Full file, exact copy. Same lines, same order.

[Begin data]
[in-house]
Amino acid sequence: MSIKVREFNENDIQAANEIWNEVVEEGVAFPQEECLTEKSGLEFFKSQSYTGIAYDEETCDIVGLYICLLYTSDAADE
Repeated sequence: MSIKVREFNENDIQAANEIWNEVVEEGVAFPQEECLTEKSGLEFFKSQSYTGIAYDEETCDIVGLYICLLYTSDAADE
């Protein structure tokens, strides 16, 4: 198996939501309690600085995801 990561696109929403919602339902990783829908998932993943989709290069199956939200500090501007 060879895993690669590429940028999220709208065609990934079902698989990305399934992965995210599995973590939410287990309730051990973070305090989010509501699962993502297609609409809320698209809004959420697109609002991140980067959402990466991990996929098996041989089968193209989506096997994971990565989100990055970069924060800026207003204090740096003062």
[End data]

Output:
[in-house]
Amino acid sequence: MSIKVREFNENDIQAANEIWNEVVEEGVAFPQEECLTEKSGLEFFKSQSYTGIAYDEETCDIVGLYICLLYTSDAADE
Repeated sequence: MSIKVREFNENDIQAANEIWNEVVEEGVAFPQEECLTEKSGLEFFKSQSYTGIAYDEETCDIVGLYICLLYTSDAADE
């Protein structure tokens, strides 16, 4: 198996939501309690600085995801 990561696109929403919602339902990783829908998932993943989709290069199956939200500090501007 060879895993690669590429940028999220709208065609990934079902698989990305399934992965995210599995973590939410287990309730051990973070305090989010509501699962993502297609609409809320698209809004959420697109609002991140980067959402990466991990996929098996041989089968193209989506096997994971990565989100990055970069924060800026207003204090740096003062």